The Wolf asked no question, but some uncanny flash of thought-telepathy compelled the mesmerised Len to speak.
"That door” he announced woodenly, his voice hollow and lifeless, "opens into the small laboratory which Professor Flaznagel maintains on board."
"Ah!" Tagore's eyes widened at the importance of the discovery. His fingers dug into Len's shoulders like steel hooks.
"You will stay here! Do not move or speak—understand?" he snapped, and was away in a moment.
Unfortunately, in his haste to get ashore, Professor Flaznagel had neglected to lock the door of the adjoining room, which was his most cherished and perfectly equipped laboratory, Tagore purred as he swept the torchlight across well-stocked shelves, shockproof cabinets and containers, and the wondrous collection of instruments, apparatus, and electric switches. Then he flitted across to a glass-topped bench and fell swiftly to work, selecting bottles, phials, and retorts with practised ease.
Twenty tense minutes passed in a silence broken only by the occasional clink of glass and the soft hum of an electric furnace. Outside, the silence of the night brooded over Justice Island undisturbed.
Tagore vacated the laboratory at last, walking with quick steps and hugging something under his jacket. He set it down with care, and flashed the torch on Len, who still stood as Tagore had left him, his dormant facilities chained to the will of the Indian master. Tagore nodded, then went to work again, faster than before.
Five minutes later the stinging fumes of acid tainted the air, and a flush of triumph darkened his face. He dragged Len out into the alleyway once more.
"And now," hissed Tagore of Bhuristan, "for my yacht! Since you were chiefly instrumental in capturing me, Mr. Connor, you will continue to assist in my escape."

“You will Silence the Sentries!"
UNDER the light in the alleyway the Indian halted, and again his hands flickered across Len's immobile face. Satisfied, he caught the young wireless operator by the wrist and stole on to the open doorway through which Len had entered the Flying Cloud.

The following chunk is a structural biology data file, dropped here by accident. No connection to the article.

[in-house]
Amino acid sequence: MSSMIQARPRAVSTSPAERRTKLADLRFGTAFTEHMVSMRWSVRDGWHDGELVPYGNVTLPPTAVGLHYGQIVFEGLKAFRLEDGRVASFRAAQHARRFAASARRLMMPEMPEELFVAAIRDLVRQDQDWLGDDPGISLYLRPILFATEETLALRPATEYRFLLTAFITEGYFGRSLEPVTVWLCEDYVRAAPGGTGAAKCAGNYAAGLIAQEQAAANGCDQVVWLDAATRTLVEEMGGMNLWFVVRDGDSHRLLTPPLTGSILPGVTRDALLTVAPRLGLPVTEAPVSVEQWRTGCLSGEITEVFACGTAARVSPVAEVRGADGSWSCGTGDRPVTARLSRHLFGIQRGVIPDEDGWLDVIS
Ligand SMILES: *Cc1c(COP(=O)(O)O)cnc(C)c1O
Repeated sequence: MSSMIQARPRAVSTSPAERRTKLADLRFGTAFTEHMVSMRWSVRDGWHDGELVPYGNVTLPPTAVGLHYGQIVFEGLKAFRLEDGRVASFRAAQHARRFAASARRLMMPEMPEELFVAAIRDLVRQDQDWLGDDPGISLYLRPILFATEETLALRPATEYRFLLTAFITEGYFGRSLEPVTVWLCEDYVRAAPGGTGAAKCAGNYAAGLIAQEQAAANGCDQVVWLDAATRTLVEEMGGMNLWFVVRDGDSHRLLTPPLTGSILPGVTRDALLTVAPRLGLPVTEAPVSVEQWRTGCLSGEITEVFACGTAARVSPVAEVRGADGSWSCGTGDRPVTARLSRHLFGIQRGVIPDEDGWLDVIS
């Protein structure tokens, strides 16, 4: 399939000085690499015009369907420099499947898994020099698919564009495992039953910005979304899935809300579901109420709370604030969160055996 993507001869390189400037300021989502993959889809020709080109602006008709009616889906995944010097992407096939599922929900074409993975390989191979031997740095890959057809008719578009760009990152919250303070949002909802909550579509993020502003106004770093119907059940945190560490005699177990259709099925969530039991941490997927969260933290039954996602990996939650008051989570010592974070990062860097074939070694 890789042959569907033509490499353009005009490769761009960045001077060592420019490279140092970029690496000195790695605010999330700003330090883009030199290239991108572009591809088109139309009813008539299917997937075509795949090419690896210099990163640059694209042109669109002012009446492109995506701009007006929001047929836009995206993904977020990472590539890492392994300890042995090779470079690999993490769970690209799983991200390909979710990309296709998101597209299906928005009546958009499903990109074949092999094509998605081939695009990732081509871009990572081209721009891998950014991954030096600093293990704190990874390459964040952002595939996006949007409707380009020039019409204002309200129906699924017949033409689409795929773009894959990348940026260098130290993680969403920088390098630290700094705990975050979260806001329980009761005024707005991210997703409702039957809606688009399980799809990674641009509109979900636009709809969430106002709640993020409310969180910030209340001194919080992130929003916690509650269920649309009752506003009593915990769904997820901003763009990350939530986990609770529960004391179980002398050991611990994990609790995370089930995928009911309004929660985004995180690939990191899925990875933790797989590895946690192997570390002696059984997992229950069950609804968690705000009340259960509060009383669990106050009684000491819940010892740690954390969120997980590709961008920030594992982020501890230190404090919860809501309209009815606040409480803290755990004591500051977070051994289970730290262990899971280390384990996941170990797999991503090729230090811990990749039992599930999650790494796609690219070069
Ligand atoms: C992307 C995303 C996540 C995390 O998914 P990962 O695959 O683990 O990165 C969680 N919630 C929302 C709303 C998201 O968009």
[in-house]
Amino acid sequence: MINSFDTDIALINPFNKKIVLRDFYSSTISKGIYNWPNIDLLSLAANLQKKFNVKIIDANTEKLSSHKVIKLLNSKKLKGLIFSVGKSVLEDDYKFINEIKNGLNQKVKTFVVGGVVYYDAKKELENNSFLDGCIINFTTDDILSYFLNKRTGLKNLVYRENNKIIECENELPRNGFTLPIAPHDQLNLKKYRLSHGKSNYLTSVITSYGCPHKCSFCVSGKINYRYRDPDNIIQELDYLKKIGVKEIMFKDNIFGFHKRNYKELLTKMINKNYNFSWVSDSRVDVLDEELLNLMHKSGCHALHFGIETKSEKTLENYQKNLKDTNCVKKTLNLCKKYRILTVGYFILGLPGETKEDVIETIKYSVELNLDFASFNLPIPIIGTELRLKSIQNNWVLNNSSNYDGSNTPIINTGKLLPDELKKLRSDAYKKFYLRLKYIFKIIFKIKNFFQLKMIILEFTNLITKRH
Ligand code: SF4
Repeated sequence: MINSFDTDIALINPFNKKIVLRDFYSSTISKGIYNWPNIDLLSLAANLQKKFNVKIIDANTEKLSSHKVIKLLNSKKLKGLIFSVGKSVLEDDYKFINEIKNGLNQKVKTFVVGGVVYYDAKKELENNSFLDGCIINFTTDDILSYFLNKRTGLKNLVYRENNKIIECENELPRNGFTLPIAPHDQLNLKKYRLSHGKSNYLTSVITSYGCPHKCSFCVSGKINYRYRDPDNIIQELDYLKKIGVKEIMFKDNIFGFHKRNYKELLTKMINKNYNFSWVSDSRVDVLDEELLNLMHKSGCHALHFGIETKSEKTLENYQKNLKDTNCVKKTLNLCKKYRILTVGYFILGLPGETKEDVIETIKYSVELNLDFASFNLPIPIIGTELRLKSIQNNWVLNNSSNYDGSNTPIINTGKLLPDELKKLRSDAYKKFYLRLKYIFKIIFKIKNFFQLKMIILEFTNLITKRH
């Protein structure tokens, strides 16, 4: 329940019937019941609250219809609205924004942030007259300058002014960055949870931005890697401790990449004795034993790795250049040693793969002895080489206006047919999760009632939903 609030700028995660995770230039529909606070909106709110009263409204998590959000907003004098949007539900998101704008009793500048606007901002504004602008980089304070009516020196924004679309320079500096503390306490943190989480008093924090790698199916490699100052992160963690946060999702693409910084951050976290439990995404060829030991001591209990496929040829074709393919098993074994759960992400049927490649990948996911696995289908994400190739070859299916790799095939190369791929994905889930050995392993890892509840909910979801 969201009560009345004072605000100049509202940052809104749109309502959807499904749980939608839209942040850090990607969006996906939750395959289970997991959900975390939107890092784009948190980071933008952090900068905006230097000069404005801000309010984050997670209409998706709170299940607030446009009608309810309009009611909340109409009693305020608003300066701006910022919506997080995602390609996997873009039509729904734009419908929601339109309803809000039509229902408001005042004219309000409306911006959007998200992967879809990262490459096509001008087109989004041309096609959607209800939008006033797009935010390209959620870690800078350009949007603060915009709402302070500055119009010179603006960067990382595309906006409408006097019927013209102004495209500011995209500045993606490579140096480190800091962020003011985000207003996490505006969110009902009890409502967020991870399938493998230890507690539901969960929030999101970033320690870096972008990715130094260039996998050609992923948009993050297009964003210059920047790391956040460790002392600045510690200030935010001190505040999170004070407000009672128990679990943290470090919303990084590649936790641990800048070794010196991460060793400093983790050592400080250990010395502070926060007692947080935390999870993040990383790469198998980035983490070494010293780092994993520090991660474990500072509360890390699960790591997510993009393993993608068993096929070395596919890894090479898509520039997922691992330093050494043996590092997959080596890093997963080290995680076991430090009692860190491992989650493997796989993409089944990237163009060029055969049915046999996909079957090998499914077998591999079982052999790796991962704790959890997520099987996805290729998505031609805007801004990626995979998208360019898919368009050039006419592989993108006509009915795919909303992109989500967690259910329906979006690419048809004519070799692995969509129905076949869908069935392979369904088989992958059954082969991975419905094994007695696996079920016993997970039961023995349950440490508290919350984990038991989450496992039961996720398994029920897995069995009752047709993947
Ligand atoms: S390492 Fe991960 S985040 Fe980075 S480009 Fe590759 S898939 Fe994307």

Tagore peered out warily. Not a light showed anywhere down below, but he made out the dim figures of the sentries moving round the wire pen farther up the beach. He went down a few rungs of the ladder, and, craning his neck, saw a line of captured dinghies and launches beached beneath the Flying Cloud's bows. He chuckled softly, returned to Len's side, and once again brought his uncanny powers of thought-transmission into play.
The road was clear. In another moment the escaping Wolf of Bhuristan was climbing noiselessly down to the beach, Len following like an automaton. The inky shadows under the airship engulfed them both. Tagore eased a light yacht's lifeboat into the water and lifted his helpless assistant bodily on to a thwart.
For a second he remained staring up the beach.
"I would dearly love to rescue my men, Mr. Connor, but"—he shrugged callously and slipped into his own seat—"it is too risky, I fear, and I can always find more men. As for that brat, Budrudin, and the Tulwar" —Tagore scowled as he fitted an oar soundlessly into the rowlock—"they must wait, too! The battle is not nearly over yet."